As one of the Registered Massage Therapists at Rebalance Sports Medicine, the one thing I like to talk to my clients about most is good STRETCHING. Most often people get out, get active, especially if it’s after a period of being sedentary…they are so sore after and the first thing I ask is did they stretch. The answer….90% of the time…no.
When a person has shortened/tight muscles, pressure is exerted on the joints leading to decreased mobility. Muscles, joints, tendons and ligaments then receive insufficient nutrition, less oxygen and decreased blood circulation. Reduced blood flow also means lactic acid builds up in the muscles, which leads to irritation and pain.
- Improves ROM (range of motion)
- Increases mobility
- Increases circulation
- Decreases pain
General Rules for Stretching
- When stretching, you’re moving the muscle opposite to its action
- Move the stretch slowly, no bouncing to your level of comfort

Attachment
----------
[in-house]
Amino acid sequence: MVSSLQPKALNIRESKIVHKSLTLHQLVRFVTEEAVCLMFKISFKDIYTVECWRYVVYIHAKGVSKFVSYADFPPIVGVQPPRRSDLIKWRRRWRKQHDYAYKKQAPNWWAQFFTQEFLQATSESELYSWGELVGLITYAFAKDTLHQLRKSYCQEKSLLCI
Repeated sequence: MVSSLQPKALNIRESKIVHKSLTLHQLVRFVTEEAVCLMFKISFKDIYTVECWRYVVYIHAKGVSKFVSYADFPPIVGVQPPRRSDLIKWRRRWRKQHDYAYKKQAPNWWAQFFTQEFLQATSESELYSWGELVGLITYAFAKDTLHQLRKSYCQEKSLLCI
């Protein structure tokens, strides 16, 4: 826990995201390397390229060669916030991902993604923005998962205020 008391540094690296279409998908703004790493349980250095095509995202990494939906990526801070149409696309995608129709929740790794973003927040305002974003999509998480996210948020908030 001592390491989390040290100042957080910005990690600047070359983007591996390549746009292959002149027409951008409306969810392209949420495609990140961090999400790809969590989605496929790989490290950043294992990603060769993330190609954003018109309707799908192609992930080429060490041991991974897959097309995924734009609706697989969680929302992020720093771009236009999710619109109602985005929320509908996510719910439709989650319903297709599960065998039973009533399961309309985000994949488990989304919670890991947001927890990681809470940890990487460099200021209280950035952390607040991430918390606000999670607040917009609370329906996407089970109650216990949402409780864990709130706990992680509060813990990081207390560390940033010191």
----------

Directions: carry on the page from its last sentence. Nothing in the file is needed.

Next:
- Hold stretch until you feel a release
- If you ever feel pain, stop
- Never stretch unstable or hypermobile structures
When to Stretch
Before a workout/competition, perform DYNAMIC stretching. After a short warm-up, Dynamic stretching involves more muscles and joints through a full range of motion. It best prepares your body for activity.
Examples: Forward hip swings, arm circles, shoulder shrugs, knee lifts, butt kickers, calf circles, active trunk rotation and side bends. Here’s a great link with video that shows dynamic stretching from Runners World.
After a workout/competition, you perform STATIC stretches. Isolate specific muscles that you have worked and hold a stretch until you feel a release of tightness. This is an awesome resource with photos that break down all major muscle areas and the proper way to stretch them from BodyBuilding.com
Stretching is an effective way to prevent muscle related problems and strain injuries. Add it to your daily routine to compliment your regular training and healthy diet.